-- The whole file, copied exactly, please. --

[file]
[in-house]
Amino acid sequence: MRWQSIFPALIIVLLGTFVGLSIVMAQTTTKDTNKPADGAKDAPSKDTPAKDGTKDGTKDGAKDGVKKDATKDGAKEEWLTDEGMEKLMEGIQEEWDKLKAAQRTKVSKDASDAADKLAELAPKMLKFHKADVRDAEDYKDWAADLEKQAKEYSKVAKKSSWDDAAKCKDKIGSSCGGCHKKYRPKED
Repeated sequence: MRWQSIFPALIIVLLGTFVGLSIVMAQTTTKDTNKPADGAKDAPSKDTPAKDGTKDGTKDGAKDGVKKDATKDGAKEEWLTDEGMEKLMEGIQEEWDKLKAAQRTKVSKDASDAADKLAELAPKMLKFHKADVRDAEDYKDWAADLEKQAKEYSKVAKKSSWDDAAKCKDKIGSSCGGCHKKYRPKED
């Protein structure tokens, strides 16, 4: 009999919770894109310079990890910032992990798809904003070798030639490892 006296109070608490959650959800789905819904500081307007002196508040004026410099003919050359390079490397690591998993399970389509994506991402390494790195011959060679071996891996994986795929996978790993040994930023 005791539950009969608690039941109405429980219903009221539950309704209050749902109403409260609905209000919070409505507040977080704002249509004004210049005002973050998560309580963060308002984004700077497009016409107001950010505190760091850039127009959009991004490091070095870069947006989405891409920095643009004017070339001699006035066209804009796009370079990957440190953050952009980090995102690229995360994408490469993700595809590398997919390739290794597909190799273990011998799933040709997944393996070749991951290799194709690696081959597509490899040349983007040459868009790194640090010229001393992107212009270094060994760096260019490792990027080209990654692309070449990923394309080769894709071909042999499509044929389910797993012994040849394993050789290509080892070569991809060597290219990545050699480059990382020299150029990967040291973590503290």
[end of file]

[in-house]
Amino acid sequence: MRWQSIFPALIIVLLGTFVGLSIVMAQTTTKDTNKPADGAKDAPSKDTPAKDGTKDGTKDGAKDGVKKDATKDGAKEEWLTDEGMEKLMEGIQEEWDKLKAAQRTKVSKDASDAADKLAELAPKMLKFHKADVRDAEDYKDWAADLEKQAKEYSKVAKKSSWDDAAKCKDKIGSSCGGCHKKYRPKED
Repeated sequence: MRWQSIFPALIIVLLGTFVGLSIVMAQTTTKDTNKPADGAKDAPSKDTPAKDGTKDGTKDGAKDGVKKDATKDGAKEEWLTDEGMEKLMEGIQEEWDKLKAAQRTKVSKDASDAADKLAELAPKMLKFHKADVRDAEDYKDWAADLEKQAKEYSKVAKKSSWDDAAKCKDKIGSSCGGCHKKYRPKED
């Protein structure tokens, strides 16, 4: 009999919770894109310079990890910032992990798809904003070798030639490892 006296109070608490959650959800789905819904500081307007002196508040004026410099003919050359390079490397690591998993399970389509994506991402390494790195011959060679071996891996994986795929996978790993040994930023 005791539950009969608690039941109405429980219903009221539950309704209050749902109403409260609905209000919070409505507040977080704002249509004004210049005002973050998560309580963060308002984004700077497009016409107001950010505190760091850039127009959009991004490091070095870069947006989405891409920095643009004017070339001699006035066209804009796009370079990957440190953050952009980090995102690229995360994408490469993700595809590398997919390739290794597909190799273990011998799933040709997944393996070749991951290799194709690696081959597509490899040349983007040459868009790194640090010229001393992107212009270094060994760096260019490792990027080209990654692309070449990923394309080769894709071909042999499509044929389910797993012994040849394993050789290509080892070569991809060597290219990545050699480059990382020299150029990967040291973590503290």